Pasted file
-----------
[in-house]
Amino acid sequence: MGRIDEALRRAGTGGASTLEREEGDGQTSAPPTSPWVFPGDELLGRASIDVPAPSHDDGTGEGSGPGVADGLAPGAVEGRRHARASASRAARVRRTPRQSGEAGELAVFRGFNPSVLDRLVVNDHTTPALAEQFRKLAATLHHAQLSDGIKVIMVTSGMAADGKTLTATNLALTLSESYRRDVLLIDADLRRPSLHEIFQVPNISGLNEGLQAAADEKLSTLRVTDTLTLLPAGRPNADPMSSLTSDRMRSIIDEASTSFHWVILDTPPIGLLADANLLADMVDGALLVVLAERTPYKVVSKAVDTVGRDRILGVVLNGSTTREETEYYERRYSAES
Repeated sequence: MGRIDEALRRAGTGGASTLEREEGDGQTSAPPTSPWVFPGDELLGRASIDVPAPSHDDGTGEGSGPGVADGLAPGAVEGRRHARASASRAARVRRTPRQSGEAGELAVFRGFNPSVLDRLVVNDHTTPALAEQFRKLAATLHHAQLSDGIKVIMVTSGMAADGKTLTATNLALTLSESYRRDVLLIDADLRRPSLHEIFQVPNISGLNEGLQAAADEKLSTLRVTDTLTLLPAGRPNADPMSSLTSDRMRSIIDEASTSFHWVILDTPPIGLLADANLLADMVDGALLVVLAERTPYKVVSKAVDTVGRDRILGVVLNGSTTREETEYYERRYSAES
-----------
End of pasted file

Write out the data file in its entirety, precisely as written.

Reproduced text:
[in-house]
Amino acid sequence: MGRIDEALRRAGTGGASTLEREEGDGQTSAPPTSPWVFPGDELLGRASIDVPAPSHDDGTGEGSGPGVADGLAPGAVEGRRHARASASRAARVRRTPRQSGEAGELAVFRGFNPSVLDRLVVNDHTTPALAEQFRKLAATLHHAQLSDGIKVIMVTSGMAADGKTLTATNLALTLSESYRRDVLLIDADLRRPSLHEIFQVPNISGLNEGLQAAADEKLSTLRVTDTLTLLPAGRPNADPMSSLTSDRMRSIIDEASTSFHWVILDTPPIGLLADANLLADMVDGALLVVLAERTPYKVVSKAVDTVGRDRILGVVLNGSTTREETEYYERRYSAES
Repeated sequence: MGRIDEALRRAGTGGASTLEREEGDGQTSAPPTSPWVFPGDELLGRASIDVPAPSHDDGTGEGSGPGVADGLAPGAVEGRRHARASASRAARVRRTPRQSGEAGELAVFRGFNPSVLDRLVVNDHTTPALAEQFRKLAATLHHAQLSDGIKVIMVTSGMAADGKTLTATNLALTLSESYRRDVLLIDADLRRPSLHEIFQVPNISGLNEGLQAAADEKLSTLRVTDTLTLLPAGRPNADPMSSLTSDRMRSIIDEASTSFHWVILDTPPIGLLADANLLADMVDGALLVVLAERTPYKVVSKAVDTVGRDRILGVVLNGSTTREETEYYERRYSAES